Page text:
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YOUR HEALTH: Some first responders are doing the opposite of what they were taught

The “Excellence in Pre-hospital Injury Care”, or EPIC project, turned traumatic brain injury training upside down.

PHOENIX, Arizona – More than 11,000 paramedics and EMTs are now using a simple procedure which has doubled survival rates.

And one paramedic used it to save her own son's life.

"I thought my son was dead, just based on the impact," remembered paramedic Alexandria Matthews.

"I thought, there's no way that he could have survived because the whole back end was crushed up to our backs."

The "Excellence in Pre-hospital Injury Care", or EPIC project, turned traumatic brain injury training upside down.

But Matthews had her EPIC training the week before and turned from mom to first responder.

"By not allowing my son to be hypoxic as soon as he was in my arms, I started breathing for him," she explained.

"I think plays a huge factor in how he is today and that he doesn't have the deficits that he probably would."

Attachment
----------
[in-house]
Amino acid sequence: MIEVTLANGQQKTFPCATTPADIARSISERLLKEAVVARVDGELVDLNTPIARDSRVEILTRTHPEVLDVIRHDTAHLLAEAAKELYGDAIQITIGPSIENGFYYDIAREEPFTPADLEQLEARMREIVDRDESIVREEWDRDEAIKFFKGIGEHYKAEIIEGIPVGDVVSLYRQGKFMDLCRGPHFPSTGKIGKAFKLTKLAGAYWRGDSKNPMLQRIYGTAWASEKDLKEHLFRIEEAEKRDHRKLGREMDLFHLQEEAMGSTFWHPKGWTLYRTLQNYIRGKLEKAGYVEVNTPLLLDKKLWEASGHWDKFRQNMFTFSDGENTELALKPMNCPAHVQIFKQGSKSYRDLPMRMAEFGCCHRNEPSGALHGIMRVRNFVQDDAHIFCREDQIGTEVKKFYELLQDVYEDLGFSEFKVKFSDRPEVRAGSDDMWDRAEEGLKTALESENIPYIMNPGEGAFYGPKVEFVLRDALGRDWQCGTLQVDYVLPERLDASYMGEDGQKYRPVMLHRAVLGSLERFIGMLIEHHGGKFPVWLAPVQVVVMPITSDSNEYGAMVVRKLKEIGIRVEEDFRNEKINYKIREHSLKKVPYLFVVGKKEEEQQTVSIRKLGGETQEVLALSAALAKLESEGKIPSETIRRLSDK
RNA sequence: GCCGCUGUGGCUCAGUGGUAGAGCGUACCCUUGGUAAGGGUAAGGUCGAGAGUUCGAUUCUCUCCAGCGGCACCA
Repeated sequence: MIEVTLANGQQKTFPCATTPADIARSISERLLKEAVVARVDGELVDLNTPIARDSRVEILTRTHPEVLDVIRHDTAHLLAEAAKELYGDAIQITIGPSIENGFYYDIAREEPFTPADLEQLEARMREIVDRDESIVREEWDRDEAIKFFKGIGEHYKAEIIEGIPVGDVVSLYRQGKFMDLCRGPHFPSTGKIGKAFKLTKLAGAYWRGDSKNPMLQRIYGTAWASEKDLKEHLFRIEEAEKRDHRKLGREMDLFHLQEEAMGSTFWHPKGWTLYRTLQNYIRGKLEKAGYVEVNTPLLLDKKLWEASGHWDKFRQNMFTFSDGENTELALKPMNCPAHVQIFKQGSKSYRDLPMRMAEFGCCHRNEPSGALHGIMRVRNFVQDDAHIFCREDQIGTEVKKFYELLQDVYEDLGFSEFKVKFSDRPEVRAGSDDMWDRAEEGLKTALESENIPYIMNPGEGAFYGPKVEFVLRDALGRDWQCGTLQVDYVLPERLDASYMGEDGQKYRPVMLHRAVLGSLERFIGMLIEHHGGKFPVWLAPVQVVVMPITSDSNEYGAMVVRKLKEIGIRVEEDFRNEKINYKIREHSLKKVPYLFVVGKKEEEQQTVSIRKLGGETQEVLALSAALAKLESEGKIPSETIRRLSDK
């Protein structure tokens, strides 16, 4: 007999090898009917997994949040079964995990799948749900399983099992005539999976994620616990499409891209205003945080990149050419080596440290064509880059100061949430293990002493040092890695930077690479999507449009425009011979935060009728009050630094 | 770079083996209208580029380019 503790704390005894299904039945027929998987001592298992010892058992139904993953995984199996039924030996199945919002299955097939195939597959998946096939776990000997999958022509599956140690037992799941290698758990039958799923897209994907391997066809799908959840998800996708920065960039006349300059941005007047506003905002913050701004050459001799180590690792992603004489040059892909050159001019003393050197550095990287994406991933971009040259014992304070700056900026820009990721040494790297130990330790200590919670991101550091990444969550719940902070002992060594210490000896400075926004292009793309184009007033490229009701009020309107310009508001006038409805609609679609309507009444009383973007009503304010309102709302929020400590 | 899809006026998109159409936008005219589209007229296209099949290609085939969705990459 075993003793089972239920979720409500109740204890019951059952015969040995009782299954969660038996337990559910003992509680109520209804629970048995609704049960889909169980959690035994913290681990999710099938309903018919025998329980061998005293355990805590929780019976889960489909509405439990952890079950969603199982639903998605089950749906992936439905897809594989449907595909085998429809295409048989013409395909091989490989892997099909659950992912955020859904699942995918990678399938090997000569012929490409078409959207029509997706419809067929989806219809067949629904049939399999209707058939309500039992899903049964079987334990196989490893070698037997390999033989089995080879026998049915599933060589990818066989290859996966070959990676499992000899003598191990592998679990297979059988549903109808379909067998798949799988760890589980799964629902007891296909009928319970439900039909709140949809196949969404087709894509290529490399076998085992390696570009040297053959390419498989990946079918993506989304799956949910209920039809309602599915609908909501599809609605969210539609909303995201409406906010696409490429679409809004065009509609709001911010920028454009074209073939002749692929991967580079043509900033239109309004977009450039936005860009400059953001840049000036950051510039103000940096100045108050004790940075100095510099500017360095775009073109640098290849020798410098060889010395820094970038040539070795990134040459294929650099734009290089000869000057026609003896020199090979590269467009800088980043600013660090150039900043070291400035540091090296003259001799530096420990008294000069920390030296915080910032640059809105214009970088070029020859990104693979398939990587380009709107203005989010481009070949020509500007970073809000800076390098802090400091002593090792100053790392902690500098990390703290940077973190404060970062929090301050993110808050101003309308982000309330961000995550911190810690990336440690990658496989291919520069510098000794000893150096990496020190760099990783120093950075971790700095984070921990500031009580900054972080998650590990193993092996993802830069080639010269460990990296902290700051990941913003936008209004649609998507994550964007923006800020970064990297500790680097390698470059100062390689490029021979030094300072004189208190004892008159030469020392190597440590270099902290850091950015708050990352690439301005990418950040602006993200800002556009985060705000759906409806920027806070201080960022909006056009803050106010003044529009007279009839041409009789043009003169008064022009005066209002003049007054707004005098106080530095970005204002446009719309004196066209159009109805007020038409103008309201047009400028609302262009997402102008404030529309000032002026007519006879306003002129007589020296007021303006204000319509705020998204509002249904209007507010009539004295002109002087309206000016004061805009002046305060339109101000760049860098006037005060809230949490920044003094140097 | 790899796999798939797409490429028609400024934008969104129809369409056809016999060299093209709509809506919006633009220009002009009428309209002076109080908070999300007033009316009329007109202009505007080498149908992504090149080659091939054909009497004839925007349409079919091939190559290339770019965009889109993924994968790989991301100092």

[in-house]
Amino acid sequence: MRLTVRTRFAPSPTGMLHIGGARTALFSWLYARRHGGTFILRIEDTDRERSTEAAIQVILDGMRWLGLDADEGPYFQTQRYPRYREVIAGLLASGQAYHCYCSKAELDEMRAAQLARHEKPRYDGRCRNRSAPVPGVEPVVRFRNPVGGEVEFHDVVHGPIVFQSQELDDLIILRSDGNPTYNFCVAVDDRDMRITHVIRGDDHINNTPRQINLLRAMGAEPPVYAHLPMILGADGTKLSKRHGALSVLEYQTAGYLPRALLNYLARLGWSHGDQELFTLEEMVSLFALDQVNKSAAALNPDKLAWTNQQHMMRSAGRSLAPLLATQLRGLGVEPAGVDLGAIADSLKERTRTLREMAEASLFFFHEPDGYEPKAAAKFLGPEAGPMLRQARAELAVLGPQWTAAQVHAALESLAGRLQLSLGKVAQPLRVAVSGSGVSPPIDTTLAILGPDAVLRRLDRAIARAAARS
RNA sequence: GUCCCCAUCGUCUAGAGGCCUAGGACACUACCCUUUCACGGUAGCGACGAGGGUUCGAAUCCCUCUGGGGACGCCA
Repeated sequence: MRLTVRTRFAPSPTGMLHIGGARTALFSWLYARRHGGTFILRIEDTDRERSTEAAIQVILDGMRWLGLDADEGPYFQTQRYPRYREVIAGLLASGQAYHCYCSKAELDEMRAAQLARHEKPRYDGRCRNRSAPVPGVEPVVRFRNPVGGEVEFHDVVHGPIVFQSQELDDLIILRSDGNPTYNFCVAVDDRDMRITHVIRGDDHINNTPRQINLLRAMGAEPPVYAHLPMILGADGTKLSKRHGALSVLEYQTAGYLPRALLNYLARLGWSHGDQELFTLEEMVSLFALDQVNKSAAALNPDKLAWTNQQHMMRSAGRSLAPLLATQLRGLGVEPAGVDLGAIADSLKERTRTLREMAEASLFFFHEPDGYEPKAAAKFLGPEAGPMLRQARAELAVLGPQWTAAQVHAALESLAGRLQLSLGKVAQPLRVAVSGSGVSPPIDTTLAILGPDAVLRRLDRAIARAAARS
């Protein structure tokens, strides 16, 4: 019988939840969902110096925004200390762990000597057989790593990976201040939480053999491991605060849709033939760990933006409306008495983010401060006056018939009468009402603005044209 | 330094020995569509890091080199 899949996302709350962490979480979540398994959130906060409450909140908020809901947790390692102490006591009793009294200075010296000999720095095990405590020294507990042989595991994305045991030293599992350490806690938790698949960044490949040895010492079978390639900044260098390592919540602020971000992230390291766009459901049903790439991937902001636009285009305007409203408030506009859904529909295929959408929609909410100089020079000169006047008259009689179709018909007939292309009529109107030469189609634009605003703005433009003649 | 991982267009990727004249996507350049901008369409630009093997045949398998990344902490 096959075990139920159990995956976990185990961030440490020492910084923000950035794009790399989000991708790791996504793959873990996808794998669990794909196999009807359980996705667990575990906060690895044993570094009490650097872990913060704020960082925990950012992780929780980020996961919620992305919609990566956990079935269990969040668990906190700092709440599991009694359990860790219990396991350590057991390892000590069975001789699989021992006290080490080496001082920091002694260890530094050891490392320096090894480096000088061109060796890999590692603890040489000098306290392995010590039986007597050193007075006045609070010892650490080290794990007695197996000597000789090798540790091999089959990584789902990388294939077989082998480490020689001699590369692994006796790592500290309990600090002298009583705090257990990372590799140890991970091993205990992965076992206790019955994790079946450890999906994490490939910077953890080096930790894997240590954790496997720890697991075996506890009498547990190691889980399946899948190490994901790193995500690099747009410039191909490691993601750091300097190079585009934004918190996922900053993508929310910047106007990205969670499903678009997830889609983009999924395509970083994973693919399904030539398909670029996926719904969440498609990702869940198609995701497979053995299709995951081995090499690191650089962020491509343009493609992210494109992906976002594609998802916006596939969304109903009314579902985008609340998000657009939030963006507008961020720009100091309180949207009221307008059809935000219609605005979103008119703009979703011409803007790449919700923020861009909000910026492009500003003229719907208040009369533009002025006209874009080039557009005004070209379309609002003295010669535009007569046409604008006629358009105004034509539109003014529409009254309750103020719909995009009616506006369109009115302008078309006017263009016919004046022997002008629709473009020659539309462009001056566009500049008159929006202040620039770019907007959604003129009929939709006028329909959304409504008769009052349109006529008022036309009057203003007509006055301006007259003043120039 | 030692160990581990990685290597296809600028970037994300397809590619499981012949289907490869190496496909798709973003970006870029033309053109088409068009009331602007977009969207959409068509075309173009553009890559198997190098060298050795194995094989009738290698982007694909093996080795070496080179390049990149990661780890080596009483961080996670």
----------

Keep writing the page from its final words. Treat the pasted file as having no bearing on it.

EPIC is the first major pre-hospital intervention project for TBI, traumatic brain injury, and it shows that early treatment is critical.

"To have survival not just change by ten percent, but by 100 percent increase in survival is really remarkable," said Dr. Daniel Spaite, Endowed Research Professor of Emergency Medicine at the University of Arizona.

The protocol prevents the three H's: hypoxia, hypotension or low fluid, and hyperventilation.

It's a new lesson that's the opposite from what's been taught for decades.

"About 15 years ago, most EMS systems used "hyperventilation" (ventilating the patient who has had a tube put in their windpipe, too fast and too deeply) to treat severe TBI.   However, recent evidence made it appear that hyperventilation is actually detrimental to the brain."   - Dr. Daniel Spaire

"The reason it dropped intercranial pressure is unfortunately, it causes constriction in the arteries, so you don't get good flow to the brain when you hyperventilate," Dr. Spaite explained.

Sean Culliney has trained thousands of EMTs and paramedics.

"When the patient would talk to the surgeon, and the surgeon said this all happened before you got here, this happened pre-hospital, that's when our guys really started to grab hold of it."

Alexandria Matthews believes.

"My little boy, I get to go home to him every single day, so I want to give people the opportunity to do that as well."

And the statistics are remarkable.

"In patients with severe traumatic brain injury, it doubled survival in the entire state of Arizona and the severe group among all of the patients is over three-quarters of the patients," said Dr. Spaite.

If this story has impacted your life or prompted you or someone you know to seek or change treatments, please let us know by contacting Jim Mertens at jim.mertens@wqad.com or Marjorie Bekaert Thomas at mthomas@ivanhoe.com.